Every other year in November, Gerda drove to Bad Aussee to visit her school friend Edith’s grave. Twelve years ago, Edith had suffocated on a gingerbread crumb ingested in Café Zandler in Altaussee. The baker was renowned for his Styrian walnut cake with cream, but Edith had ordered a dry piece of gingerbread on that fateful day in spring. When she was young, she had fallen in love with a forester from Altaussee during a school trip to the Salzkammergut. He was a man with a moustache and a narrow face. He would only wear the traditional costume, even the hat, and recalled a further thirteen years of memories in comparison with Edith. Shortly after their wedding, Fritz Rauhnagel had been killed in an accident in the woods: A strong west wind had uprooted a spruce up on the mountain, which thundered down towards the valley. The tree had hit the lime rock, dislodging a boulder, which in turn kept crashing into the mountain on its way downhill. Eventually, upon arrival at the foot of the mountain, reduced to nothing but a pebble, it had hit Hubert Rauhnagel, Fritz’s brother, on the head, startling him to such an extent that he lashed out, forgetting the axe in his hand. Fritz had been standing right next to him. “Fratricide on the Seewiese” people would whisper to each other in the aftermath.
Gerda loved the Seewiese, this beautiful meadow on the shore of Lake Altaussee. Because everything about this “geographical centre of Austria” looked like Canada. And Gerda loved Canada. She wanted to walk around the lake and, for this purpose, she had bought new boots from a small traditional costume shop in Bad Aussee. The boots soon revealed both their practical and stylish qualities, judging by Gerda’s own impression and that of others: After only half an hour’s walk, she saw a female figure in a pale blue cloak emerge from the water, surrounded by a halo of light, spreading her arms in a kind and benign manner. “Give me your shoes”, she said. As she spoke, salt crystals fell off her lips and ruffled the calm waters. The salt crust on her face was so thick that her eyes and nose disappeared under it. “Your shoes!”, the apparition repeated, salt crumbling from her face.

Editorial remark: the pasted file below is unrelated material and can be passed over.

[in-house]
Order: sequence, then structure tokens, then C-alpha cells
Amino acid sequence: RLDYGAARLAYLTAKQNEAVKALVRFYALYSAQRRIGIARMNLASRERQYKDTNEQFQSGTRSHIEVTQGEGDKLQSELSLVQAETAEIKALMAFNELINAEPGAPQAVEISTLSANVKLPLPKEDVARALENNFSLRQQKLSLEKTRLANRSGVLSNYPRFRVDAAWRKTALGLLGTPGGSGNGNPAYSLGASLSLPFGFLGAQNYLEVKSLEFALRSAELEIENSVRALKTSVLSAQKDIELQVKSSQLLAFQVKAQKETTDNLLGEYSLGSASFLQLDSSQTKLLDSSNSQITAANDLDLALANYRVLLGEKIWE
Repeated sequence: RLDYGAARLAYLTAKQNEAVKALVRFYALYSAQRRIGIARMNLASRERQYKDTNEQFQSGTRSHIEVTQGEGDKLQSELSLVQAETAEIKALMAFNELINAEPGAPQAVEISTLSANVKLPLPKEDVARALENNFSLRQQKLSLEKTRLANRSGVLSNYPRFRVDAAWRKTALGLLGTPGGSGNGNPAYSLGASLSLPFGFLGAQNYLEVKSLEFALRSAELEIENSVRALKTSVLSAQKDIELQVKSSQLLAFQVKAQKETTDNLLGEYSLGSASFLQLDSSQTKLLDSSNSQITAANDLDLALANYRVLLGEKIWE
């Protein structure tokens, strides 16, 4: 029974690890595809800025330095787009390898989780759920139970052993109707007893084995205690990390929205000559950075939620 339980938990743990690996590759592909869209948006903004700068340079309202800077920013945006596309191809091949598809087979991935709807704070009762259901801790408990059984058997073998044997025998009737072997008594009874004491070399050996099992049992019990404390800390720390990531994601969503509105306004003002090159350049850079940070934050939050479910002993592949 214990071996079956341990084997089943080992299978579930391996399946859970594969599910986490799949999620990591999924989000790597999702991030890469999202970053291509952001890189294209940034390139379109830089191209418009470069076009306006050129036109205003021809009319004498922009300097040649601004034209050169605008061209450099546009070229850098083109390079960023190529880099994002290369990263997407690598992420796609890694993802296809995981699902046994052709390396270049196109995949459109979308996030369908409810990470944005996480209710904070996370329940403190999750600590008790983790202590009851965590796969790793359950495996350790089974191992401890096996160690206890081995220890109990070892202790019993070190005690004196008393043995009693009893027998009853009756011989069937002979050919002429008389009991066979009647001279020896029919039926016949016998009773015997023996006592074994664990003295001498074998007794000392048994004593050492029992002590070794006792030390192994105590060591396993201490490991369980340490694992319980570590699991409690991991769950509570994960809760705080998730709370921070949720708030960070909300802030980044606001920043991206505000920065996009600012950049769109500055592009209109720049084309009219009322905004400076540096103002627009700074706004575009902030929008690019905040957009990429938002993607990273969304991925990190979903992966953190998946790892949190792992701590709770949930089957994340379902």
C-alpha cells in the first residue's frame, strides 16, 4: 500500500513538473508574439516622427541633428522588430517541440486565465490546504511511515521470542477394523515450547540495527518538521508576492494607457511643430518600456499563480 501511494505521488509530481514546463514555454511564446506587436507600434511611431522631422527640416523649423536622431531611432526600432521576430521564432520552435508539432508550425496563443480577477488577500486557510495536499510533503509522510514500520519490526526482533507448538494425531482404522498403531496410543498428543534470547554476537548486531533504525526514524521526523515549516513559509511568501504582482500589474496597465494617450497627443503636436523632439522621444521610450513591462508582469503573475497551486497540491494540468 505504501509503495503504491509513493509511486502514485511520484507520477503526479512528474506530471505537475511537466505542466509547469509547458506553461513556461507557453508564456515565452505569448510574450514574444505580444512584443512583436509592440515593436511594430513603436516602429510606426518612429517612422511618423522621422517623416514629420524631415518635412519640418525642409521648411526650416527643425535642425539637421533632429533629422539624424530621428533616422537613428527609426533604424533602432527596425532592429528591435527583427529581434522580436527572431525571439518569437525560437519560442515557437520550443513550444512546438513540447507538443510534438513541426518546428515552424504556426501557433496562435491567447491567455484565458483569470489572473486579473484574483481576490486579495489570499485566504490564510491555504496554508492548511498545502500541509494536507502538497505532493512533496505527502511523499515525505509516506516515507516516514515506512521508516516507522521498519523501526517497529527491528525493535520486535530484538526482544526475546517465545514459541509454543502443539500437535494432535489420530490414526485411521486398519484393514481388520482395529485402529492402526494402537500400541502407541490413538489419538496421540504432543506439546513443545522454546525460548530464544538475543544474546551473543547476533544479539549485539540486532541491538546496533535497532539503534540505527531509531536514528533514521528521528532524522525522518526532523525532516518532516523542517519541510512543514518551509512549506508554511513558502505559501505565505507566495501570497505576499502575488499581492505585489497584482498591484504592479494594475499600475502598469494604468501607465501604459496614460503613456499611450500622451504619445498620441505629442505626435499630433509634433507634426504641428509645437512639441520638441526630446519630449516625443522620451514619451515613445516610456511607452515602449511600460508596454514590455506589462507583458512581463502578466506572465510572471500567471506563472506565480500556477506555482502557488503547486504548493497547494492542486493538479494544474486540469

The path took Gerda along to the scarcely lit Seehotel – which, amidst groans, was pressing balconies out of its façade –, by abandoned fishing huts in desperate need of a lick of paint, past the restaurant by the lake, long closed for the season, leaving the hatchery behind, and all the way to the hunting lodge on the Seewiese, which offered an awe-inspiring view across the lake to Mt. Loser (1838 m). She stopped for a break on the lodge porch, huddling around the heaters with the small number of guests. The other hikers were people of few words, spoken in a dialect Gerda struggled to understand. They spoke about leaves the sudden onset of winter had caused to freeze on the trees, before they had had the chance to fall to the ground. To die without a fulfilled life. The proprietor spoke about animals sensing something or other. Maybe fresh snow, or something else. In any case, they apparently knew more than “aw uff us”. Gerda focused on every single sound: the proprietor’s words, the snow sliding off the roof, the creaking of the wooden bench, the humming of the heater. Trivial noises became amplified. If this was a film, she thought, something grand would happen at this point in the script. She put her teacup down, wished the other guests a nice rest of the day, and set off to complete her tour without her boots. Half way along the way, a forester offered to take her into town in his jeep. But Gerda knew already then that idleness is the root of all psychology, and kept on walking.
From Die Sprachlosigkeit der Fische. Edition Atelier, Vienna, 2015.